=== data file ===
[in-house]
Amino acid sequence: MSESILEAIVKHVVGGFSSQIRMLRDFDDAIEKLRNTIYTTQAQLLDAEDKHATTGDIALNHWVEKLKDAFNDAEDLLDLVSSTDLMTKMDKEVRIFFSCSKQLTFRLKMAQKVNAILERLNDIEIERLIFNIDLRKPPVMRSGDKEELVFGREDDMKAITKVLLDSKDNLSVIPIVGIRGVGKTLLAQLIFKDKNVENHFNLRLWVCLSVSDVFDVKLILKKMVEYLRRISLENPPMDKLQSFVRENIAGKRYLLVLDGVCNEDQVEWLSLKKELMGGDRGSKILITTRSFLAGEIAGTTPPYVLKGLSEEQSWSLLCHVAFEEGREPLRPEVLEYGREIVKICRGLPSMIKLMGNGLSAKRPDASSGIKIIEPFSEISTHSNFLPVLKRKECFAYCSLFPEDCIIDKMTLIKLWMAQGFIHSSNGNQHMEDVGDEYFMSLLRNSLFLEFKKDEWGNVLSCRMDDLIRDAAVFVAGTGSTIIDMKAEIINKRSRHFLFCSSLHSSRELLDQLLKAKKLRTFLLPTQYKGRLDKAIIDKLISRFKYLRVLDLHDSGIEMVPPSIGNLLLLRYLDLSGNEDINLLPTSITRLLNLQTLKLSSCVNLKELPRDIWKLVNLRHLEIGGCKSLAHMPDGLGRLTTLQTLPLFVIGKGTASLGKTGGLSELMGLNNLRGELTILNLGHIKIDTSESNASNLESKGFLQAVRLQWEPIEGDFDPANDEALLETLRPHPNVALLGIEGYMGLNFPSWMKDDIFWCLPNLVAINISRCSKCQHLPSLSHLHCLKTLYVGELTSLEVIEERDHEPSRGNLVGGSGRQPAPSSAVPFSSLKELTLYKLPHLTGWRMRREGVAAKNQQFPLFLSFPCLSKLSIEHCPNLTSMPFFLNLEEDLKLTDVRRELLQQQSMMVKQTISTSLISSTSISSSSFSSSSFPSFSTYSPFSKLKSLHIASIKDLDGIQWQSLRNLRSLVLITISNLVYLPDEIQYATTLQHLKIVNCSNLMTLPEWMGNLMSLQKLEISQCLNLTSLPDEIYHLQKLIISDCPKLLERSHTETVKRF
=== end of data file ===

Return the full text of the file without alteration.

[in-house]
Amino acid sequence: MSESILEAIVKHVVGGFSSQIRMLRDFDDAIEKLRNTIYTTQAQLLDAEDKHATTGDIALNHWVEKLKDAFNDAEDLLDLVSSTDLMTKMDKEVRIFFSCSKQLTFRLKMAQKVNAILERLNDIEIERLIFNIDLRKPPVMRSGDKEELVFGREDDMKAITKVLLDSKDNLSVIPIVGIRGVGKTLLAQLIFKDKNVENHFNLRLWVCLSVSDVFDVKLILKKMVEYLRRISLENPPMDKLQSFVRENIAGKRYLLVLDGVCNEDQVEWLSLKKELMGGDRGSKILITTRSFLAGEIAGTTPPYVLKGLSEEQSWSLLCHVAFEEGREPLRPEVLEYGREIVKICRGLPSMIKLMGNGLSAKRPDASSGIKIIEPFSEISTHSNFLPVLKRKECFAYCSLFPEDCIIDKMTLIKLWMAQGFIHSSNGNQHMEDVGDEYFMSLLRNSLFLEFKKDEWGNVLSCRMDDLIRDAAVFVAGTGSTIIDMKAEIINKRSRHFLFCSSLHSSRELLDQLLKAKKLRTFLLPTQYKGRLDKAIIDKLISRFKYLRVLDLHDSGIEMVPPSIGNLLLLRYLDLSGNEDINLLPTSITRLLNLQTLKLSSCVNLKELPRDIWKLVNLRHLEIGGCKSLAHMPDGLGRLTTLQTLPLFVIGKGTASLGKTGGLSELMGLNNLRGELTILNLGHIKIDTSESNASNLESKGFLQAVRLQWEPIEGDFDPANDEALLETLRPHPNVALLGIEGYMGLNFPSWMKDDIFWCLPNLVAINISRCSKCQHLPSLSHLHCLKTLYVGELTSLEVIEERDHEPSRGNLVGGSGRQPAPSSAVPFSSLKELTLYKLPHLTGWRMRREGVAAKNQQFPLFLSFPCLSKLSIEHCPNLTSMPFFLNLEEDLKLTDVRRELLQQQSMMVKQTISTSLISSTSISSSSFSSSSFPSFSTYSPFSKLKSLHIASIKDLDGIQWQSLRNLRSLVLITISNLVYLPDEIQYATTLQHLKIVNCSNLMTLPEWMGNLMSLQKLEISQCLNLTSLPDEIYHLQKLIISDCPKLLERSHTETVKRF